Wednesday, December 24, 2008

The Time Has Come...

Remember when I used Kobe and Lebron to outline the reasoning behind the need for sports comparisons? Well, if you click the hyperlink and scroll to the bottom, you will see a small footnote about what previously were my feelings on who was better. Ah, but the winds of change are in the air, and sooner than I expected. The King has risen to usurp the Mamba's dictatorship atop the NBA. He now claims his rightful place as the best player in the Association. And for you Kobe supporters, the arguments are explained after the random picture...

For the record, Kobe Bryant didn't do anything to relenquish his title. That means that he hasn't lost that proverbial step or had a noticeable decline in effectiveness. This is all about Lebron and his ability to be faker than the post-Airness master of fake that is Kobe Dean Bryant. I'm not saying Lebron is better because Kobe is worse; I'm saying he's better because he's better.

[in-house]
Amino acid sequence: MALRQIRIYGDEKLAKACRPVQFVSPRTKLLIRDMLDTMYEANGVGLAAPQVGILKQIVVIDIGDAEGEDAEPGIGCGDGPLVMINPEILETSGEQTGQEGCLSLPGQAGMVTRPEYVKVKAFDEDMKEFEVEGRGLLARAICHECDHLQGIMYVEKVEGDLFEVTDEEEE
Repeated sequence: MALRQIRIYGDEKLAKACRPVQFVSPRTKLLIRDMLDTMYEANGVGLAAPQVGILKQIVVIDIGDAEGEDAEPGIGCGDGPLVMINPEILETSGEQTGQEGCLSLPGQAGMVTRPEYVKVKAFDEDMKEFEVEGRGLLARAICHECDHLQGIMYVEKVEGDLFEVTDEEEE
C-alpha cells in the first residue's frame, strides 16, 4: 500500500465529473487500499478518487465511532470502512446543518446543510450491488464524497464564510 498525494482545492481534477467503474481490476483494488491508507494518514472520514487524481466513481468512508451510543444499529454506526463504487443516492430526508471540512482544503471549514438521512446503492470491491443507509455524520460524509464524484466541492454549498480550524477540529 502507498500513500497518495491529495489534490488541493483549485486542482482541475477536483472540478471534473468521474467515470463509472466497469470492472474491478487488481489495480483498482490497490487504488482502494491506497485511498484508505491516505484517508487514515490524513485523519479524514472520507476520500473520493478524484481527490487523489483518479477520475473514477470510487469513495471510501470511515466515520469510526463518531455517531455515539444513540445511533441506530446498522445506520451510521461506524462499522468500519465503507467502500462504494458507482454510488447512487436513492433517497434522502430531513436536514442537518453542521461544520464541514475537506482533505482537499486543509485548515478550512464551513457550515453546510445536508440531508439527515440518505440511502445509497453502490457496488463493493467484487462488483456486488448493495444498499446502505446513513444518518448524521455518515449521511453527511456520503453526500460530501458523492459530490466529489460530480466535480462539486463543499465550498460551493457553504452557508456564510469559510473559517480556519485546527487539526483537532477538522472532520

The argument that I hear the most (and the one I was making prior to this season) is that Kobe is the more "complete" basketball player. The flaw that most people make when using this is that they equate the ability to knock down perimeter jumpers with overall completeness. Kobe is a better shooter than Lebron, but Kobe is also a better shooter than both Magic and Jordan; yet those two are more complete than the Mamba. Kobe does play hard on both ends of the floor; but Lebron is a vastly better rebounder and passer. For rebounding, he averages 7-8 a game on a Cleveland team that is consistently one of the best in the league with Ilgauskas/Gooden or Ilgauskas/Big Ben/Varejao taking away most of those opportunities. And I don't think we need to discuss passing. I'm not talking about Lebron's pseudo-no-look passes, but rather his court vision. Passing is his natural basketball gift in the way that jump shooting is Larry Bird's gift. Yes, Kobe is an all-world on-the-ball defender, but Lebron's man-on-man defense is pretty good; and his help defense is superior to Kobe's.